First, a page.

In recent decades, AI has made it possible to automate repetitive or tedious tasks for humans ( e.g., the automation of industrial processes or cleaning tasks), as well as to surpass humans in performing complex tasks (for example, the processing of massive amounts of data to extract new knowledge). The CFS technique has not been an exception. Panacea, in collaboration with the University of Granada, has recently developed automatic approaches to accurately locate anthropometric landmarks in facial photographs and 3D skull models, estimate facial pose, subject-to-camera-distance, and soft tissue thickness, automatically perform skull-face overlay and compute a ranking of potential matches for an unknown skull. In addition to these automatic algorithms, Skeleton-ID is the only software on the market that provides all the tools needed by a forensic expert to manually and accurately tackle CFS and come to a final decision.
The validation study
With the aim of validating this technology, we have teamed up with Prof. Erin Kimmerle (the Florida Institute of Forensic Anthropology & Applied Science at the University of South Florida) and J.P. Baraybar (Transregional Forensic Coordinator at the International Committee of the Red Cross) to design a pilot study with contemporary, real-life cases from the former Institute’s donated skeletal collection; and would like to offer the opportunity to participate in this pioneering study to any experts/non-experts willing to do so.
All participants will have access, through Skeleton-ID software, to a set of 30 skull 3D models and a number of AM photographs of the corresponding subjects. Participants will also be provided with automatic landmark locations in both photographs and 3D skulls, and a list of candidates for each skull ranked according to Panacea’s automatic superimposition algorithm. Making use of Skeleton-ID tools, and following MEPROCS standards [Damas et al., 2015], they will be asked to solve the 30 PM vs 30 AM underlying identification problems.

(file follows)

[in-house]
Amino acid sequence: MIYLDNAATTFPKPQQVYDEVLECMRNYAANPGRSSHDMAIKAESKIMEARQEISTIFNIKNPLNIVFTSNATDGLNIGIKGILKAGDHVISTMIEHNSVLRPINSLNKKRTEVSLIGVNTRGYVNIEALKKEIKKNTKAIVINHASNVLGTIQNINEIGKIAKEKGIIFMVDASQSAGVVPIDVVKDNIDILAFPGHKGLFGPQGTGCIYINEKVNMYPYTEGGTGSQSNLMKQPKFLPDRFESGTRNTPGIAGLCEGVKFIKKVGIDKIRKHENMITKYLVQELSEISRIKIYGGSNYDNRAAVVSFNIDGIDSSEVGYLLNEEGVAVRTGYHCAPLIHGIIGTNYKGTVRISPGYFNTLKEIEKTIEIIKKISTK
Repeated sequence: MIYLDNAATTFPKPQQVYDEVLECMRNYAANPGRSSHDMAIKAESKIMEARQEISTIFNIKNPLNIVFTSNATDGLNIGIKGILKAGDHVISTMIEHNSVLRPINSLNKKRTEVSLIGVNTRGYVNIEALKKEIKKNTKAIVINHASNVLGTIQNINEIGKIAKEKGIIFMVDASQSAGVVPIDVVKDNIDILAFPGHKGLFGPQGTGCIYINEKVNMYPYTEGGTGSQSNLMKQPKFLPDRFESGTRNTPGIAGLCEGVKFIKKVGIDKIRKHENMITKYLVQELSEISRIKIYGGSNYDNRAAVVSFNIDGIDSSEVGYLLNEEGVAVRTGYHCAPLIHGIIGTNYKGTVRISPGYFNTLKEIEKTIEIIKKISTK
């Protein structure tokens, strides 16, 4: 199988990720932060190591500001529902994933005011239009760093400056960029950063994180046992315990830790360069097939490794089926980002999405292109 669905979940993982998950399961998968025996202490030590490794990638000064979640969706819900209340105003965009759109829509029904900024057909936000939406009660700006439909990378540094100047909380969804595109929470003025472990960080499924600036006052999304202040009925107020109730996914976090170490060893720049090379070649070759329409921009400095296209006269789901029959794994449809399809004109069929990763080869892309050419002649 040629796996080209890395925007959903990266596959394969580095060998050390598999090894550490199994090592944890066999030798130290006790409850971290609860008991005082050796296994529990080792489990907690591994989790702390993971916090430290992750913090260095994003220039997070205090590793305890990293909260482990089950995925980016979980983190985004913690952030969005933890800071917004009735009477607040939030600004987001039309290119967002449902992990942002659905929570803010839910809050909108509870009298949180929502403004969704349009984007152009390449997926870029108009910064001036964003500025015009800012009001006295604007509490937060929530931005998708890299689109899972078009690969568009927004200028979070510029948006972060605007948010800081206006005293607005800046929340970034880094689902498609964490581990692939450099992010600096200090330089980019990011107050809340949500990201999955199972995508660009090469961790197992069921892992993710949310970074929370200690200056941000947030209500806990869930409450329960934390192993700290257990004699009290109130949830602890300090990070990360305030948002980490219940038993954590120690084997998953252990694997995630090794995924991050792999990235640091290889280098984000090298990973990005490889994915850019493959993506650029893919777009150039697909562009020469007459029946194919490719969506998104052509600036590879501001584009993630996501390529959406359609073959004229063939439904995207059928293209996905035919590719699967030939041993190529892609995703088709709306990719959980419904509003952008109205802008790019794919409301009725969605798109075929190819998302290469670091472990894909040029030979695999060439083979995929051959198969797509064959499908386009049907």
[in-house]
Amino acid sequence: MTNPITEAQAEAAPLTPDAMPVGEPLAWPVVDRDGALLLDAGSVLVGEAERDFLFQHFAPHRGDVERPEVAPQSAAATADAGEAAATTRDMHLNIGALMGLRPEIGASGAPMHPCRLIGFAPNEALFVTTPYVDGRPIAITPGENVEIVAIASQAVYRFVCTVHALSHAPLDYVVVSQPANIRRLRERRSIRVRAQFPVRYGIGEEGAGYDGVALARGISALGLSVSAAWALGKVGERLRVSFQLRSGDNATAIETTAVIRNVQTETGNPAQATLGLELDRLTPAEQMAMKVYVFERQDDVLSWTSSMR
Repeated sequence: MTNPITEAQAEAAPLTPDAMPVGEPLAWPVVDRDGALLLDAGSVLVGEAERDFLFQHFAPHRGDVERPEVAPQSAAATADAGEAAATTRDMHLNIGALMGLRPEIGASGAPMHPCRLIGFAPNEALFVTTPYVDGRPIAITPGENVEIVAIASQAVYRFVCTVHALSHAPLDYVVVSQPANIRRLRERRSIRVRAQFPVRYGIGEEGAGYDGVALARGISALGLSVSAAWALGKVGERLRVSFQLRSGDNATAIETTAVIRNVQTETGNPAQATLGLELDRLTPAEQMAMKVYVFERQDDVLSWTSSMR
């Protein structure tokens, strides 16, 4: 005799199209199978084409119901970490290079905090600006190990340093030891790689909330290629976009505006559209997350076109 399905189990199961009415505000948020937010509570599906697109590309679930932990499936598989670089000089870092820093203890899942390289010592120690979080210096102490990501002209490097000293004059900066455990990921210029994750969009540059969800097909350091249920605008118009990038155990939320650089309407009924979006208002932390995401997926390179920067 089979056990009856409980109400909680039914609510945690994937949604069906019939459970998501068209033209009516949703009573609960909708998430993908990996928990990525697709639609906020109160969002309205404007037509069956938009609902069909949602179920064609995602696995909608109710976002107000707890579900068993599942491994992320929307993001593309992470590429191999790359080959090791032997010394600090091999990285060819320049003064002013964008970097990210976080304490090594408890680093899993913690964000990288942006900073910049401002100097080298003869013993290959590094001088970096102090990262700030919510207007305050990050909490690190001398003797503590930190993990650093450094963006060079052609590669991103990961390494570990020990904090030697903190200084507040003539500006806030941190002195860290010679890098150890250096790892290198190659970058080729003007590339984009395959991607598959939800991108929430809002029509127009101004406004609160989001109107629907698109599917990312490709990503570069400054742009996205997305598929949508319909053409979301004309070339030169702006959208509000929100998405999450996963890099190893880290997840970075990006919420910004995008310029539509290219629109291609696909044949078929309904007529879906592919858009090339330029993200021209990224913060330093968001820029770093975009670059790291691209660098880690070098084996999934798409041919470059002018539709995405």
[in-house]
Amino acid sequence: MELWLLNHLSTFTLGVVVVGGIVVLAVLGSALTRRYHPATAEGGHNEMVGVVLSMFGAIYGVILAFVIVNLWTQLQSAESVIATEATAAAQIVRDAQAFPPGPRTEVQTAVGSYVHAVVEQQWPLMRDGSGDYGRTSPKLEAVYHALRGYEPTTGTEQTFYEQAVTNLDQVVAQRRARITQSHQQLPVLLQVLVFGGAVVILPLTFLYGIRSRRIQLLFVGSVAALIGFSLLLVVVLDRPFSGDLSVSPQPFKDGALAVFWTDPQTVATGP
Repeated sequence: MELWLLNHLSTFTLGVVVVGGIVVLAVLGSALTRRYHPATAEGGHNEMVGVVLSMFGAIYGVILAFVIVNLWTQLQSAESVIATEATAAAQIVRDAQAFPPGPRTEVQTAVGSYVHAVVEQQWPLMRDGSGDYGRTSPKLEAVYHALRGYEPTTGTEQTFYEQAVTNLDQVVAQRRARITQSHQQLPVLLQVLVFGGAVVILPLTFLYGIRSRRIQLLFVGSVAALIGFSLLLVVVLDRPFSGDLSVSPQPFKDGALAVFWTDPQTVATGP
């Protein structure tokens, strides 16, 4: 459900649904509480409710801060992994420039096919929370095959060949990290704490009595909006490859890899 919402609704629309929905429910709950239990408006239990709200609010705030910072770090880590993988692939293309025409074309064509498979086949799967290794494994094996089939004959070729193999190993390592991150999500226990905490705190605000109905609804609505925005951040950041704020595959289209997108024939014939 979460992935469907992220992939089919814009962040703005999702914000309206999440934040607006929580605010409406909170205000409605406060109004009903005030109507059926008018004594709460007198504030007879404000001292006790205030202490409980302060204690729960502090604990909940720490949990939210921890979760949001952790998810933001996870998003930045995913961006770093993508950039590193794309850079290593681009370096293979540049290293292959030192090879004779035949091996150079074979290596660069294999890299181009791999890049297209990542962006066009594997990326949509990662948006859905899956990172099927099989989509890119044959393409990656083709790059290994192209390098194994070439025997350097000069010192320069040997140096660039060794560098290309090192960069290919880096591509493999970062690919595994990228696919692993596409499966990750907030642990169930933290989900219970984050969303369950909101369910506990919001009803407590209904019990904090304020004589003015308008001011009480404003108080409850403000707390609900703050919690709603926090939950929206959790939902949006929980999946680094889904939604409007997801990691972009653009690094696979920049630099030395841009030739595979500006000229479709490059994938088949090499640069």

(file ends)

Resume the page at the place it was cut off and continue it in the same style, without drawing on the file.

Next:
Analysing the results and insights relayed by the participants in this pilot case study will allow us to assess the reliability of the proposed AI-guided methodology while providing the scientific community and forensic practitioners with a replicable validation study of the CFS technique over an unprecedented number of CFS problems, 900 cross-comparisons.
Note that all participants will have free access to Skeleton-ID during the study lifetime, they will be invited to attend a training online workshop and will be provided with training manuals covering all topics of interest for CFS: cephalometric and craniometric landmark location, skull-face overlay as a camera calibration problem, anatomical morphological correspondence analysis, MEPROCS best practices, and Skeleton-ID tools and technology. Results will be submitted to a top scientific journal paper co-authored by all the participants and coordinators of the study.
Stephan, CN. Craniofacial identification: techniques of facial approximation and craniofacial superimposition. Handbook of Forensic Anthropogy and Archeaology. (pp. 304-321) edited by Soren Blau and Douglas H Ubelaker. Walnut Creek, CA, U.S.A.: Left Coast Press 2009.
Damas S, Wilkinson C, Kahana T, et al. Study on the performance of different craniofacial superimposition approaches (II): Best practices proposal. Forensic Sci Int 2015; 257: 504–508.